She said nothing of Mr. Silk’s treachery; nothing of her ostracism. This indeed, during the later months, she recognised for the blessing it was.
Towards the end she felt a strange longing to have her mother near, close at hand, for her lying-in. The poor silly soul could not travel alone. . . . Ruth considered this and hit on the happy inspiration of inviting Mrs. Strongtharm to bring her. Tatty was useless, and among the few women who had been kind Mrs. Strongtharm had been the kindest.
Ruth sat down and penned a letter; and Mrs. Strongtharm, unable to write, responded valiantly. She arrived in a cart, with Mrs. Josselin at her side; and straightway alighting and neglecting Mrs. Josselin, sailed into a seventh heaven of womanly fuss. She examined the baby-clothes critically.
“Made with your own pretty hands—and with all this mort o’ servants tumblin’ over one another to help ye. But ’tis nat’ral. . . . It came to nothing with me, but I know. And expectin’ a boy o’ course. . . . La! ye blushin’ one, don’t I know the way of it!”
When Ruth’s travail came on her the three were gathered by candle-light in Sir Oliver’s dressing-room. Beyond the door, attended by her maid and a man-midwife, Ruth shut her teeth upon her throes. So the prologue opens.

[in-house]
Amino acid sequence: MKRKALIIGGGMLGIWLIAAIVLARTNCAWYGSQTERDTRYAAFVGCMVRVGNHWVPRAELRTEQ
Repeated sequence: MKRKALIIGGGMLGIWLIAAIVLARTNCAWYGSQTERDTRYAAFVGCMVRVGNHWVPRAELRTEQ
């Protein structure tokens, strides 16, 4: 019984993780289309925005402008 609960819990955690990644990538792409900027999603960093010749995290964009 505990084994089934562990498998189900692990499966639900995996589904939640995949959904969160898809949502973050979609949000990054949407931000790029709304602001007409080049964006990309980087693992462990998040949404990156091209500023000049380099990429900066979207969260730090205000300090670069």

Mrs. Josselin sits in an armchair, regarding the pattern of the carpet with a silly air of self-importance; Mrs. Strongtharm in a chair opposite. By the window Miss Quiney, pulling at her knuckles, stares out through the dark panes. A clock strikes.
Miss Quiney (with a nervous start). Four o’clock . . . nine hours. . . .
Mrs. Strongtharm. More. The pains took her soon after six. . . . When her bell rang I looked at the clock. I remember.
Miss Quiney. My poor Ruth.
Mrs. Strongtharm. Eh? The first, o’ course. . . . But a long labour’s often the best.
Miss Quiney. There has not been a sound for hours.
Mrs. Strongtharm. She’s brave. They say, too, that a man-child, if he’s a real strong one, will wait for daybreak; but that’s old women’s notions, I shouldn’t wonder.
Miss Quiney. A man-child? You think it will be?
Mrs. Strongtharm. (She exchanges a glance with Mrs. Josselin, who has looked up suddenly and nods.) Certain.
Mrs. Josselin. Certain, certain! I wonder, now, what they’ll call him! After Sir Oliver, perhaps. Her own father’s name was Michael. In my own family—that’s the Pocock’s—the men were mostly Williams and Georges. Called after the Kings of England.
Mrs. Strongtharm (yawns). Oliver Cromwell was as good as any king, and better. Leastways my mar says so. For my part, I don’t bother my head wi’ these old matters.
Miss Quiney (tentatively). Do you know, I was half hoping it would be a girl, just like my darling. (To herself) God forgive me, when I think—